Downey: The best advice came from accountant Joe Decosimo. He told me that he has seen so many people quit right before they were about to finally become successful in what they do, but they gave up because of struggles or hurdles. What they didn’t realize was that those very struggles and hurdles were exactly what they needed to succeed, and signified learning experiences that they needed to make it to the next level. I don’t know that I’ve really gotten terrible advice, but every time I didn’t trust my gut and instinct on a decision I seem to regret it.

Southern Land Co. founder Tim Downey and his son Connor

Bisnow: What is your greatest extravagance?

Downey: My wife Denise — 38 years of marriage.

Bisnow: What is your favorite restaurant in the world?

Downey: Scalinatella Restaurant in New York. It’s an Italian restaurant where everything on the menu is good, from their Italian dishes to the seafood and prime steaks, and they kind of make up the menu as they take your order.

Bisnow: If you could sit down with President Donald Trump, what would you say?

Downey: I would tell him that the country is starved for good leadership, and I would advise him that he has a great opportunity as our leader to set an example of integrity and character and to please manage it.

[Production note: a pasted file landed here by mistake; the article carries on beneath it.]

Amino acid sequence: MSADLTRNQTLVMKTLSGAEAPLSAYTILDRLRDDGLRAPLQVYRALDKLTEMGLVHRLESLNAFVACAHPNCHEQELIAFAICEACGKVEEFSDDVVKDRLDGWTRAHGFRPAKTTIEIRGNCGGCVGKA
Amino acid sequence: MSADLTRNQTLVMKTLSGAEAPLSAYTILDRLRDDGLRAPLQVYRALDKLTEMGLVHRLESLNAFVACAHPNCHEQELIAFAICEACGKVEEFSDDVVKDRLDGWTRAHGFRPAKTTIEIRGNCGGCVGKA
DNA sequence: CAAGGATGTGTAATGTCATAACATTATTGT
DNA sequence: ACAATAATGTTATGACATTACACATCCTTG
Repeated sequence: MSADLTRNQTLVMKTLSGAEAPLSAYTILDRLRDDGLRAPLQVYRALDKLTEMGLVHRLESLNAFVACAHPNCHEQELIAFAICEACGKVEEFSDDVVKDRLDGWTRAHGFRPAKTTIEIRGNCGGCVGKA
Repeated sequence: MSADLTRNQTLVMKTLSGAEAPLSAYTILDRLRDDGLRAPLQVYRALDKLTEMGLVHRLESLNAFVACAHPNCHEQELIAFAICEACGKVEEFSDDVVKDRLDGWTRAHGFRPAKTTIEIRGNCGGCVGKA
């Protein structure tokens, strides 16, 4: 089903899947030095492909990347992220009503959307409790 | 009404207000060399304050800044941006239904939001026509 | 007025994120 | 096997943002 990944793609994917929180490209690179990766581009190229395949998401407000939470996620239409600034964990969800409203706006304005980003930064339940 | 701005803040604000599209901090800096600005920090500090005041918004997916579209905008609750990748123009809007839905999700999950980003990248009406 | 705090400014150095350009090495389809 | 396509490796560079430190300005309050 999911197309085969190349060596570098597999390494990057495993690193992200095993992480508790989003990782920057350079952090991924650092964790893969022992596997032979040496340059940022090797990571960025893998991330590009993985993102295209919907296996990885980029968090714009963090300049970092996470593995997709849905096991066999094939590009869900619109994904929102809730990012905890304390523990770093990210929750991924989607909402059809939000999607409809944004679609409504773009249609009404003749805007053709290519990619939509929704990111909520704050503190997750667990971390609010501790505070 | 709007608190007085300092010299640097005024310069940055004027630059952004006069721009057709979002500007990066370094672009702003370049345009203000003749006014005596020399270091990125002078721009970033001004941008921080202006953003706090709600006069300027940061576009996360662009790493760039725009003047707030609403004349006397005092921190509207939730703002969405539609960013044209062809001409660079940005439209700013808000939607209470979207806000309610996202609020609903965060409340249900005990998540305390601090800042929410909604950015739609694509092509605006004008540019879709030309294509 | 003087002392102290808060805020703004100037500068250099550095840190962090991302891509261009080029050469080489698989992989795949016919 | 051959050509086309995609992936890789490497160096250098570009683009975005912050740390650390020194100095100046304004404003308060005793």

Bisnow: What's the biggest risk you have ever taken?

Downey: Starting our Westhaven project in Franklin. The company was very small and I kept acquiring land that wasn’t zoned, which was a great risk. I was spending money on the land and the rezoning process without any guarantees. I just kept adding more and more parcels even though I didn’t have the money to buy them. Thankfully that risk paid off in the end.

Bisnow: Whose work do you most admire?

Downey: I read a lot of biographies, especially about different historical figures. I love to read biographies because they look at people who have dealt with adversity. No one is perfect, we all have flaws, and I enjoy reading about how others have overcome those flaws. I really admire Winston Churchill’s leadership and resolve to get England through the Second World War, how he rallied and led his nation against Nazi Germany. Another more recent figure that I admire is George H.W. Bush because I thought he was one of the most thoughtful presidents [when it came to] bringing together both sides of the aisle.

Bisnow: What keeps you up at night?

Downey: I’m the world’s biggest worrier. I worry about my kids, my job, my company and our projects constantly. I do my best worrying at night when I really should be sleeping.

Bisnow: Outside of your work, what are you most passionate about?

Downey: I value integrity and character in people, and I am worried that, as a society, we don’t value those principles as much as we used to. Heroes of the past had integrity and a strong character, and it seems that many heroes of today are becoming more about serving themselves. I would love to see all of us get back to those heroes of old and prioritize those values once again.